The number of spam messages jumped to a record 94 per cent of all email on the internet last month, research from Postini reveals.
More than 25 billion spam messages were blocked in December, an increase of 144 per cent from the previous year.
This rise in spam is linked to a virus released by hackers in late December, called the ‘Happy New Year' worm, which infected high numbers of computers with botnets and then pumped out spam, experts at the email management company claim.
The worm, also known as Nuwar and Mixor, was hidden in electronic postcards posing as greetings from friends and family. This widespread attack drove the daily number of email-borne viruses up 20-fold across the New Year weekend.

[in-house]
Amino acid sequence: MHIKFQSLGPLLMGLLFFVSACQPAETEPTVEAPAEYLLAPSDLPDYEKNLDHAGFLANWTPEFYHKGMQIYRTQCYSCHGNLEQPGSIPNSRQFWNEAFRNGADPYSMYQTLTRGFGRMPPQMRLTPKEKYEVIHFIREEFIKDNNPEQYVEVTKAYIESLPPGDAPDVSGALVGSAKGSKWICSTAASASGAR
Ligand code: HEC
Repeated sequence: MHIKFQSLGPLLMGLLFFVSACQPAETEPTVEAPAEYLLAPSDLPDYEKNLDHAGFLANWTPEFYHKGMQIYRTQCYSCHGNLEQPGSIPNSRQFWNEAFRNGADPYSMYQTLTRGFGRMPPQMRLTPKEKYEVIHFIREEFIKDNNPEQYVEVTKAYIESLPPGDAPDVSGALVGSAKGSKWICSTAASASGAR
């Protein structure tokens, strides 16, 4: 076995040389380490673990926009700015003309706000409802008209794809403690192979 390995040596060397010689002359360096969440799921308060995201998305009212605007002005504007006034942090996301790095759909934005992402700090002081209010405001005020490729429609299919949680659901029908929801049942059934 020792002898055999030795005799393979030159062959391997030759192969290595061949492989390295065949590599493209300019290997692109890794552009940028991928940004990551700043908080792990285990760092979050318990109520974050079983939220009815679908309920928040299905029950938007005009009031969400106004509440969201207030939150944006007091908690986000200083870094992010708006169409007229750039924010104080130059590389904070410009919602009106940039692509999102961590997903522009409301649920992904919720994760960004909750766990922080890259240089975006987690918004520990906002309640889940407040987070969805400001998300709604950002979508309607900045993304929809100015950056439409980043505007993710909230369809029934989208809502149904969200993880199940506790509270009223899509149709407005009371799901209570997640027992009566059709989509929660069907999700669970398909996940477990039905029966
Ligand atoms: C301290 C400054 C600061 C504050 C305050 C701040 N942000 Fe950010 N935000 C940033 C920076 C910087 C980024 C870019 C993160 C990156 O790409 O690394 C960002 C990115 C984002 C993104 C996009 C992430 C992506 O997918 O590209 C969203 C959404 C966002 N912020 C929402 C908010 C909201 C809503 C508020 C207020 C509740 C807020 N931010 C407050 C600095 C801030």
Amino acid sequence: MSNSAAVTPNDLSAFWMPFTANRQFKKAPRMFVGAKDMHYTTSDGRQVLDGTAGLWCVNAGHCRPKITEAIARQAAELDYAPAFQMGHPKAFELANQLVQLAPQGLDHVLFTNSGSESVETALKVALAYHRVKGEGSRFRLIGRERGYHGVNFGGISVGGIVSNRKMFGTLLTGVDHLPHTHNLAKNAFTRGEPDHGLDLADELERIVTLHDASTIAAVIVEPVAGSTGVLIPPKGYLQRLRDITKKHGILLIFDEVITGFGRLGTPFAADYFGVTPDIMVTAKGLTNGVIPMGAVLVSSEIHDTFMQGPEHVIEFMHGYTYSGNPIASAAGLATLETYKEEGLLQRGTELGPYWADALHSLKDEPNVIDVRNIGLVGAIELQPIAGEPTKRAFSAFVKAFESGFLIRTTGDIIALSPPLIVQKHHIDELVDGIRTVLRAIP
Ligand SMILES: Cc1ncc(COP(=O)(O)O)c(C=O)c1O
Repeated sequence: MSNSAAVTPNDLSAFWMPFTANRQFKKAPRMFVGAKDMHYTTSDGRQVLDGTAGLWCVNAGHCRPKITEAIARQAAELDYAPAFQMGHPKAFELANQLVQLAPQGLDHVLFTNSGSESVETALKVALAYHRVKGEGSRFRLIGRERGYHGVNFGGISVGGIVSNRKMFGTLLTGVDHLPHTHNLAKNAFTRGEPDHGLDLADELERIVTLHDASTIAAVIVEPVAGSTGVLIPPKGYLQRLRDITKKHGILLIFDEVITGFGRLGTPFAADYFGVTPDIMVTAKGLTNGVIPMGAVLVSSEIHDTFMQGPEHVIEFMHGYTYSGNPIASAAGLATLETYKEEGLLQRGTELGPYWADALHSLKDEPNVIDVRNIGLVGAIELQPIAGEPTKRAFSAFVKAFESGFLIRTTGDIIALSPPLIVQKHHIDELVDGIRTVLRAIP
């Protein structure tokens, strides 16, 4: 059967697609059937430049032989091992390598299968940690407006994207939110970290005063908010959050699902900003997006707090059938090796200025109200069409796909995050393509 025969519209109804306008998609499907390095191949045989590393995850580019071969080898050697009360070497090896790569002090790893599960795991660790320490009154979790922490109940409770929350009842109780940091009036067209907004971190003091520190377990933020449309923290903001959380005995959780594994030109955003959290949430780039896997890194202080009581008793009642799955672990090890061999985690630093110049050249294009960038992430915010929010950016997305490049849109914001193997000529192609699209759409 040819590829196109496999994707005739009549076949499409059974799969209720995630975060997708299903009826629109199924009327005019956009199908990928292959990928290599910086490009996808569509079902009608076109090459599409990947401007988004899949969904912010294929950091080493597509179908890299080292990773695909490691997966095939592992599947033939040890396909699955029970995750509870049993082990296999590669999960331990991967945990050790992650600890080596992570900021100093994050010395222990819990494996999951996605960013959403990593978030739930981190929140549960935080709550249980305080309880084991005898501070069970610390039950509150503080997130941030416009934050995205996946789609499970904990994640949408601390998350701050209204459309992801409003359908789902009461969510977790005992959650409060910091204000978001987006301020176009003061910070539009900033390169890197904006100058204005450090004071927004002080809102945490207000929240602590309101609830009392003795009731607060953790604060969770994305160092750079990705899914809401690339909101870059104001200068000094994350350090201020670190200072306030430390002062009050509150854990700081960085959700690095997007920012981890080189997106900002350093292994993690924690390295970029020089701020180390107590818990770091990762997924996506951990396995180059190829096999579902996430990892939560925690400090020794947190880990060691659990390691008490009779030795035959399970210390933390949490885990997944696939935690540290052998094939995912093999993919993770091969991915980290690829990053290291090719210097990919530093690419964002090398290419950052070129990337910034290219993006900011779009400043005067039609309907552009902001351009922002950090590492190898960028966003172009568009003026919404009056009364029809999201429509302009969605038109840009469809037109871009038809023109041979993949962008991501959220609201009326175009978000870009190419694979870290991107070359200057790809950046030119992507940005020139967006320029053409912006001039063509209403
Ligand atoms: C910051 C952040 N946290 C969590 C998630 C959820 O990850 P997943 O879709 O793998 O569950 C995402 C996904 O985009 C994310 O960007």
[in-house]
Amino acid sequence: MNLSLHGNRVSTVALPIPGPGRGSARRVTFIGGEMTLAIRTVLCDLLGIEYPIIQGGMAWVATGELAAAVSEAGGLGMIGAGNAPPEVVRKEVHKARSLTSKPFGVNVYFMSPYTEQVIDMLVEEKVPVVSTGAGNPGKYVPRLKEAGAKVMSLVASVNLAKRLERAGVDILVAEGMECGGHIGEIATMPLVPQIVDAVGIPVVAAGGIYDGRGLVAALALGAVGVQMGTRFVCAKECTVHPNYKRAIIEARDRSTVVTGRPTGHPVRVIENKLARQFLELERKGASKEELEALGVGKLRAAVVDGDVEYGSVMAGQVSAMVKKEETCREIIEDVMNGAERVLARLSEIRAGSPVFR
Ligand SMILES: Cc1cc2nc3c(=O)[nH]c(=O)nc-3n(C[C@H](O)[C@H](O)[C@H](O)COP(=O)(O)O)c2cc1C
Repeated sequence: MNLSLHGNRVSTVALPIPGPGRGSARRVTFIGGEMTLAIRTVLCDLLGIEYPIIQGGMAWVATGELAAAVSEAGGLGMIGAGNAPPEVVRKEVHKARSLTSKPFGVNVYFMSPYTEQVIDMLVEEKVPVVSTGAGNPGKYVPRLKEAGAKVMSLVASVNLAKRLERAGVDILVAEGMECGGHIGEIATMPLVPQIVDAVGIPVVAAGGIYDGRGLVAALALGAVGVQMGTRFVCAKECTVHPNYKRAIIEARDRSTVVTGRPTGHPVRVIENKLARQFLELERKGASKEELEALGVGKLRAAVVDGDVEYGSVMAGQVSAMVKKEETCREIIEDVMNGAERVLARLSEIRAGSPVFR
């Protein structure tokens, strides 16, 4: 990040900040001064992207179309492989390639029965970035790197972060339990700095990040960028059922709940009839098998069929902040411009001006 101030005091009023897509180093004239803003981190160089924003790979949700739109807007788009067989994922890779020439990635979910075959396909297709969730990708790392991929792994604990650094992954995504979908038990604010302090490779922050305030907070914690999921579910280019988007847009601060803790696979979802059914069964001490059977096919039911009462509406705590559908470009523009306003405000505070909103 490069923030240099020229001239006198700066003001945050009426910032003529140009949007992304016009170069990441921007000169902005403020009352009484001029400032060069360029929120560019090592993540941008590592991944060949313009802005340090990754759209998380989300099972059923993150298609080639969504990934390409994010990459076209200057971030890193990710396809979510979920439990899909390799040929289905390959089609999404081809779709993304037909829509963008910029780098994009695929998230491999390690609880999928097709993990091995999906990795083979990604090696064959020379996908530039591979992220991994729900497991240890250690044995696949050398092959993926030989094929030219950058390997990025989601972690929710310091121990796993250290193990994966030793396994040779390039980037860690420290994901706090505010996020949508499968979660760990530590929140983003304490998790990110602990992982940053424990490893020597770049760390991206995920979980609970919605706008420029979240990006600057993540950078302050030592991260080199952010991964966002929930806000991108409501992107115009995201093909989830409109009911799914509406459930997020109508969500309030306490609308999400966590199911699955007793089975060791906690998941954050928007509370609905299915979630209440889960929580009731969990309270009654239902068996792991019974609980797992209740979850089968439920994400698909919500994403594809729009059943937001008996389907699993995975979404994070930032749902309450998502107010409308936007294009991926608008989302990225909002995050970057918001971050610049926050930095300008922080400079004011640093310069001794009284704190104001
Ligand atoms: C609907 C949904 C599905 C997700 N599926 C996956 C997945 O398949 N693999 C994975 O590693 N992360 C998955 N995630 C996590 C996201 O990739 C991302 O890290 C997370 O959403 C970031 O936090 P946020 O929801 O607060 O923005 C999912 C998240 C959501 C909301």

"This continued rise in spam levels is threatening the viability of email for businesses that are not properly protected," warned Daniel Druker, executive vice-president of marketing at Postini.
"Just 15 minutes per day dealing with the increased volume of spam can cost companies £1,600 per employee per year, which adds up to tens of billions of pounds of lost productivity around the world."